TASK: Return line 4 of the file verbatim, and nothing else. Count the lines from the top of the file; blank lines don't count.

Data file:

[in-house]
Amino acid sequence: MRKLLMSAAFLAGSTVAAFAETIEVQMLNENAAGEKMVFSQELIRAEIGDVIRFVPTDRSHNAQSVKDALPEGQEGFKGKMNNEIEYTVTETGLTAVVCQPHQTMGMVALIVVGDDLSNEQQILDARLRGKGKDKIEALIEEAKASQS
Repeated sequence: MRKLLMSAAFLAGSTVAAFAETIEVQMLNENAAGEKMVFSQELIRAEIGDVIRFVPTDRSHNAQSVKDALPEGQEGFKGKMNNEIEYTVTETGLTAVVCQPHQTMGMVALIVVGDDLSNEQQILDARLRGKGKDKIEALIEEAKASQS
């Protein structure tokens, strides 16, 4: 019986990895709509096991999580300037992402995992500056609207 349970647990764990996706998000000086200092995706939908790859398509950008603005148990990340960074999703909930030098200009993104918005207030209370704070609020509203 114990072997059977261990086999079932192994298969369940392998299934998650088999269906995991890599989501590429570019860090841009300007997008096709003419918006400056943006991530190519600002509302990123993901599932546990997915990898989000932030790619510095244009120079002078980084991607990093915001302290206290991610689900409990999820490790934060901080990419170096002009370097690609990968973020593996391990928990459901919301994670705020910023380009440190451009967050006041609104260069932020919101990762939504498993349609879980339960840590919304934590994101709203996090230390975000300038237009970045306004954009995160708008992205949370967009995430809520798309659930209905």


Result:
């Protein structure tokens, strides 16, 4: 019986990895709509096991999580300037992402995992500056609207 349970647990764990996706998000000086200092995706939908790859398509950008603005148990990340960074999703909930030098200009993104918005207030209370704070609020509203 114990072997059977261990086999079932192994298969369940392998299934998650088999269906995991890599989501590429570019860090841009300007997008096709003419918006400056943006991530190519600002509302990123993901599932546990997915990898989000932030790619510095244009120079002078980084991607990093915001302290206290991610689900409990999820490790934060901080990419170096002009370097690609990968973020593996391990928990459901919301994670705020910023380009440190451009967050006041609104260069932020919101990762939504498993349609879980339960840590919304934590994101709203996090230390975000300038237009970045306004954009995160708008992205949370967009995430809520798309659930209905």